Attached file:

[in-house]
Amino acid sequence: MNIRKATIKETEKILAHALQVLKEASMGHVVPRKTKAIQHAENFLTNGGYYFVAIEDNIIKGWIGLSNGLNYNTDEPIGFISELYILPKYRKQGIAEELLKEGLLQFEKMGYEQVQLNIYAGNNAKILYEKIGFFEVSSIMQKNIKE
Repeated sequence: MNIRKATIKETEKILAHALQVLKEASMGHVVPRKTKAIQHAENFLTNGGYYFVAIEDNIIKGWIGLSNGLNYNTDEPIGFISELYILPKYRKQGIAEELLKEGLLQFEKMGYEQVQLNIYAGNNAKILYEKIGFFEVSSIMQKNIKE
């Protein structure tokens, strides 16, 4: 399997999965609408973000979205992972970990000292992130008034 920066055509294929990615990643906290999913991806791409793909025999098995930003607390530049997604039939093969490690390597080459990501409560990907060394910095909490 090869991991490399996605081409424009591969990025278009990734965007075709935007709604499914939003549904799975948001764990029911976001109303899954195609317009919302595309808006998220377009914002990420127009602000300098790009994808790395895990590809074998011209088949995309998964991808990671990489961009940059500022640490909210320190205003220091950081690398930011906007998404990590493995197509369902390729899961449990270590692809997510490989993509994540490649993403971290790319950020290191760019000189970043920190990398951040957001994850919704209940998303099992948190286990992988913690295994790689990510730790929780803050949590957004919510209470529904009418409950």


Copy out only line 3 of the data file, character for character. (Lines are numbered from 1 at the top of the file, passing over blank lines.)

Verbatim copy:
Repeated sequence: MNIRKATIKETEKILAHALQVLKEASMGHVVPRKTKAIQHAENFLTNGGYYFVAIEDNIIKGWIGLSNGLNYNTDEPIGFISELYILPKYRKQGIAEELLKEGLLQFEKMGYEQVQLNIYAGNNAKILYEKIGFFEVSSIMQKNIKE